Weed killer in cereal? Maybe, but don't panic

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Faber said his team at the non-profit EWG had a lab test "45 samples of products made with conventionally grown oats".

The Environmental Working Group said the levels of glyphosate it found in cereals were many times lower than the safe levels set by the EPA years ago, and even below the much more stringent levels set by California's Office of Environmental Health Hazard Assessment.

EWG reported that the highest level of glyphosate detected in an oat-based food was 1,000 ppb that was detected in two samples of Quaker Old-Fashioned Oats.

On 10 August, a California state jury ordered US-based Monsanto to pay $289 million in damages to Dewayne Lee Johnson, a former groundskeeper for the Benicia Unified School District in the San Francisco Bay area, who has been diagnosed with non-Hodgkin lymphoma.

"We don't know a lot about the effects of glyphosate on children", said Lowry, "And essentially we're just kind of throwing it at them". However the FDA has not yet released any official results.

EWG determined Quaker Old-Fashioned Oats, Cheerios, Quaker Dinosaur Egg Instant Oats, Great Value Instant Oats, and Back to Nature Classic Granola Clusters all had excessive levels of Glyphosate, according to its study.

In a statement to FOX Business regarding the report, a General Mills' spokesperson says, "Our products are safe and without questions they meet regulatory safety levels".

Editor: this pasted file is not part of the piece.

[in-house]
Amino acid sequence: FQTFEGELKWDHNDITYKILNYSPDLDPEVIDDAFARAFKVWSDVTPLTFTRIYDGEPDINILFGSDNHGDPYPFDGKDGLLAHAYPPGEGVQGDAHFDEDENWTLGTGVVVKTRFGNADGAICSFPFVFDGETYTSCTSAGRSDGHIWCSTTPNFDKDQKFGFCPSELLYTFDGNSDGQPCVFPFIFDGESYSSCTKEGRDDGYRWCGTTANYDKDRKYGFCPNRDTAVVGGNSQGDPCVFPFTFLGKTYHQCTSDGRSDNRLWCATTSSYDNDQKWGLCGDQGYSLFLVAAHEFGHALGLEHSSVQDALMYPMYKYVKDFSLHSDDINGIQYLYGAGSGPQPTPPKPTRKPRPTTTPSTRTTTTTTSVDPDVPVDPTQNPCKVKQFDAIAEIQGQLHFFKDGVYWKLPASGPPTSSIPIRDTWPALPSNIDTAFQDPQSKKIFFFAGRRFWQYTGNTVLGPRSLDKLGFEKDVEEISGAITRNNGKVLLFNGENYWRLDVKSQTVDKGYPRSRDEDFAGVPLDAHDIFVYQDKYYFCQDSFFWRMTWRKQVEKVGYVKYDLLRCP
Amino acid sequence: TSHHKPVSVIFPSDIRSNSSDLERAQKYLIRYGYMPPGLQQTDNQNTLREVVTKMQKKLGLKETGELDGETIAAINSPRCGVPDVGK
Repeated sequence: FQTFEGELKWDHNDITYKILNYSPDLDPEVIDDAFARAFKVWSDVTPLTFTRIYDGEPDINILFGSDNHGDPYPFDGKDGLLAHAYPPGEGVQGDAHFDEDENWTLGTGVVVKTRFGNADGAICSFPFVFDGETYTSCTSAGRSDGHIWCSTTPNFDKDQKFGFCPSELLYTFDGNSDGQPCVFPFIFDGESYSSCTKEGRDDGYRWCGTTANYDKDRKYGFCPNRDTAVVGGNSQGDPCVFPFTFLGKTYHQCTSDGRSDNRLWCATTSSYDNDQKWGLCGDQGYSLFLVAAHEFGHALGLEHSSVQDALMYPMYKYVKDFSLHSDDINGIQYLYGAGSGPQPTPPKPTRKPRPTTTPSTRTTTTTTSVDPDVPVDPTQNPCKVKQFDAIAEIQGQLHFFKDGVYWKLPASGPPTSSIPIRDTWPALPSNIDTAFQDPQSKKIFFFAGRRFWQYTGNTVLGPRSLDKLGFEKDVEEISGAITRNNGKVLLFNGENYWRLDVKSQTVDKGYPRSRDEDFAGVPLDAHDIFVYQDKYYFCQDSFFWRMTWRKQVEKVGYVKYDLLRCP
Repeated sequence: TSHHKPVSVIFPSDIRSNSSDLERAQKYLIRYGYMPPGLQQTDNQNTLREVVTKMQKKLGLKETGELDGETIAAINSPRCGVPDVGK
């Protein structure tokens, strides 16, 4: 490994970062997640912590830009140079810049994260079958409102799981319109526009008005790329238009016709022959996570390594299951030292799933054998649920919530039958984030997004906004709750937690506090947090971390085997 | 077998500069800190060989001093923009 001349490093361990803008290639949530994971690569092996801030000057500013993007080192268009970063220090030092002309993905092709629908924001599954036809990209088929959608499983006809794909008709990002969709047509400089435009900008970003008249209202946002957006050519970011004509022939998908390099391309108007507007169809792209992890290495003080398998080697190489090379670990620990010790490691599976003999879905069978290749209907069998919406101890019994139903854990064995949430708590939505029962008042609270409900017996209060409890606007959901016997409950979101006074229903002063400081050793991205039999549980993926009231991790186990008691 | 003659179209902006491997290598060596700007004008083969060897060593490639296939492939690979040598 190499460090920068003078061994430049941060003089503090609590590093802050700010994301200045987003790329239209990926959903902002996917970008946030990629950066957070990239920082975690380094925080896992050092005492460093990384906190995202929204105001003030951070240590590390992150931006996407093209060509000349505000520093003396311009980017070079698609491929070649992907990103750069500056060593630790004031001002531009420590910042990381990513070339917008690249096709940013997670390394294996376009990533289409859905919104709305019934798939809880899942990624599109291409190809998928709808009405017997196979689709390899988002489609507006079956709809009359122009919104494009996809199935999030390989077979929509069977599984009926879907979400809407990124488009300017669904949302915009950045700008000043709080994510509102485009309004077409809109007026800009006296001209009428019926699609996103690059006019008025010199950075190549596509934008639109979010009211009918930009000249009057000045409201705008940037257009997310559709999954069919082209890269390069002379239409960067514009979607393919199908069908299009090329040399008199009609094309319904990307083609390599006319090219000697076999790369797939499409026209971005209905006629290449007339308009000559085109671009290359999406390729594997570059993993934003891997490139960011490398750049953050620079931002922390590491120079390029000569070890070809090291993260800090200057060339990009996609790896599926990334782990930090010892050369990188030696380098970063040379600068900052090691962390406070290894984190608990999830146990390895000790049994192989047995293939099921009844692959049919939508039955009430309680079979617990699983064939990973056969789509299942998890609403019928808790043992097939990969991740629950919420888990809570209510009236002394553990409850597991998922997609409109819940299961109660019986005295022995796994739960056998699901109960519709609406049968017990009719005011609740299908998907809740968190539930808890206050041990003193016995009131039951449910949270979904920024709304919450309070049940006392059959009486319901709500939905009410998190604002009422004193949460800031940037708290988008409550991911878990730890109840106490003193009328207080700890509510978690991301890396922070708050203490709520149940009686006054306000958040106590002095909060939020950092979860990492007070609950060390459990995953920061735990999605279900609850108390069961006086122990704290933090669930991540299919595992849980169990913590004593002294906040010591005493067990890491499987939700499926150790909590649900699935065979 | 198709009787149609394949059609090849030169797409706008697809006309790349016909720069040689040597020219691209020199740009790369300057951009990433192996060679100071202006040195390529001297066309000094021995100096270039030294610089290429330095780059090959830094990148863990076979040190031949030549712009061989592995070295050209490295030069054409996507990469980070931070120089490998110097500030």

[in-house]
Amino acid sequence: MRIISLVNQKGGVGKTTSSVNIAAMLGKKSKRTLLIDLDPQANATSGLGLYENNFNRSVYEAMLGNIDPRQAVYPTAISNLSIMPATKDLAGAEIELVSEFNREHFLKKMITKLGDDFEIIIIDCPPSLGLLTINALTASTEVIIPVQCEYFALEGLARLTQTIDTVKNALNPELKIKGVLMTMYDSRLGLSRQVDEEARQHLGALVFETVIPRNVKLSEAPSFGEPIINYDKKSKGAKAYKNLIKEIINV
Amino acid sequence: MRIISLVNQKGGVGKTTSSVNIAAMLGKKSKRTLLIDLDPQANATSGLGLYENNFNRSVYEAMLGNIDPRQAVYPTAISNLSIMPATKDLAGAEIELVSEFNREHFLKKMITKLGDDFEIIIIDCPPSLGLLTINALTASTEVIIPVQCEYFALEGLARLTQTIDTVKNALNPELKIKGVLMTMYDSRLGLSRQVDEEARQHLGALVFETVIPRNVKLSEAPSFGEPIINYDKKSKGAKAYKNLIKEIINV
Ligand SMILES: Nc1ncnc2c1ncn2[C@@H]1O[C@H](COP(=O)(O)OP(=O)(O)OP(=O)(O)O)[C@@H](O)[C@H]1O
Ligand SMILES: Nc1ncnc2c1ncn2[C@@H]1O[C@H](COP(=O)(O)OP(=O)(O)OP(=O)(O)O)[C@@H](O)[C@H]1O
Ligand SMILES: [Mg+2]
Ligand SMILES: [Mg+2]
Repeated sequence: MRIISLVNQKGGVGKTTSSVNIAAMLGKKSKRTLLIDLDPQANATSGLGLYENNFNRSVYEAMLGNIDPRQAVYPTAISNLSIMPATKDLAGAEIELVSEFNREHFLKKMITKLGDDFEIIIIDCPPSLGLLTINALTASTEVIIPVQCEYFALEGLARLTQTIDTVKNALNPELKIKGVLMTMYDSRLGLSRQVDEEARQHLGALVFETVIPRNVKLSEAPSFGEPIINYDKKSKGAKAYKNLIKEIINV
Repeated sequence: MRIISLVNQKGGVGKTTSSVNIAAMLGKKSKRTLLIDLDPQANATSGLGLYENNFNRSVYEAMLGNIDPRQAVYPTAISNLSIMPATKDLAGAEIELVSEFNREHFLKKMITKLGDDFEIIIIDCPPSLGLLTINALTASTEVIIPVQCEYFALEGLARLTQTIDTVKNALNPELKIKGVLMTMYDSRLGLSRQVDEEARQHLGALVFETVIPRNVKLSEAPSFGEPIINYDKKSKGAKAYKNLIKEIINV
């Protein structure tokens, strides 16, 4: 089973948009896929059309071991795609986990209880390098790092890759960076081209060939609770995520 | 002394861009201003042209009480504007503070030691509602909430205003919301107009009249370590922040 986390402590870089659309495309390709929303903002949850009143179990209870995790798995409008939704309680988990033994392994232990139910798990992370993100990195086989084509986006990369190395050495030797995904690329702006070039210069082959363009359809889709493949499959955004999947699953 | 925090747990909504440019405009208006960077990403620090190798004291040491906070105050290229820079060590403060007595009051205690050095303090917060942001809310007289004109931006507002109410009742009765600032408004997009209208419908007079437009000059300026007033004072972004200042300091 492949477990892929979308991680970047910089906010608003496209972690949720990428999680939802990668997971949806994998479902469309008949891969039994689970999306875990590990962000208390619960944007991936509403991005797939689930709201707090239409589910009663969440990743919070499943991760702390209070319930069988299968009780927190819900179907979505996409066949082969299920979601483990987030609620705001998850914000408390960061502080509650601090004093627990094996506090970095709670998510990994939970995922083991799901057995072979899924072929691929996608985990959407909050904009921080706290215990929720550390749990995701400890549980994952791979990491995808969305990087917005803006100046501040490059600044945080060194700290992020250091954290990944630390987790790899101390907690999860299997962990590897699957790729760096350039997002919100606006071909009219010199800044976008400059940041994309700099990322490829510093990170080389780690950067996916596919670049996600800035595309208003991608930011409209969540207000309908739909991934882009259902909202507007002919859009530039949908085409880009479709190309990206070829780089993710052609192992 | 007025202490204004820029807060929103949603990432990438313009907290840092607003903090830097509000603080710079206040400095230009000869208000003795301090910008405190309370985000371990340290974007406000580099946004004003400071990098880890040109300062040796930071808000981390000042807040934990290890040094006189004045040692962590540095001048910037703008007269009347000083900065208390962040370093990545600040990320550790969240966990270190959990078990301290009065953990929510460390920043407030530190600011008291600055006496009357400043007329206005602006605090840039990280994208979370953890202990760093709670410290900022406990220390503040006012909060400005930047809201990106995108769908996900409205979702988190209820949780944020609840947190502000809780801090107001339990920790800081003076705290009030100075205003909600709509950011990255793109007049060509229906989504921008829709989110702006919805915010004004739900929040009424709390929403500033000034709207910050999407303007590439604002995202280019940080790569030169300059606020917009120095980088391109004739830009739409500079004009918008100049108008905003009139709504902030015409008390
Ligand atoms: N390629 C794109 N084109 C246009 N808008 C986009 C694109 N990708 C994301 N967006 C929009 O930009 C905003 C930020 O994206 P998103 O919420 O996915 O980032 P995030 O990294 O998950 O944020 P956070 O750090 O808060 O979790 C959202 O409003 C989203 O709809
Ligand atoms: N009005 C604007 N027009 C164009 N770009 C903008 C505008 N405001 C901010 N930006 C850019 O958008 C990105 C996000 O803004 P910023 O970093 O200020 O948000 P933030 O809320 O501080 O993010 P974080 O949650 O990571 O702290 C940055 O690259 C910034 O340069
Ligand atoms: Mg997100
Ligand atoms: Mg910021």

"I was shocked", said Dr. Jennifer Lowry, who heads the Council on Environmental Health for the American Academy of Pediatrics and is a toxicologist at Children's Mercy Kansas City.

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The trader also referred to a report published today in the German economic daily Wirtschaftswoche, according to which Monsanto is also threatened with other million penalties in the usa because of the weed killer Dicamba.

Both Ms Simson and Mr Young said glyphosate formed a crucial part of Australian farmers' tool-kit to control invasive weeds in food crops.

Kellogg also responded, saying, "Our food is safe.(EPA) sets strict standards for safe levels of these agricultural residues and the ingredients we purchase from suppliers for our foods fall under these limits".

Now there's another popular food product that people need to be concerned about, according to a new report released by the Environmental Working Group.

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Glyphosate is classified as a probable carcinogen by the World Health Organization and was listed previous year as a chemical known to cause cancer by California.

"Australian farmers can continue to use glyphosate in accordance with the instructions of the label, knowing it is safe to do so". Environmental Protection Agency (EPA) and other regulatory authorities in Europe, Canada, Japan, Australia, Korea, and elsewhere routinely review all approved pesticide products and have consistently reaffirmed that glyphosate does not cause cancer.

Careful about giving your child Cheerios or Quaker Oats cereals. Once the oats are transported to us, we put them through our rigorous process that thoroughly cleanses them (de-hulled, cleaned, roasted and flaked).

"'We live in such a pollutant-rich, you know, pathogen-rich environment, that I don't think it makes any sense to worry about trace elements of this or that", said Ron Fielder of Oakland.

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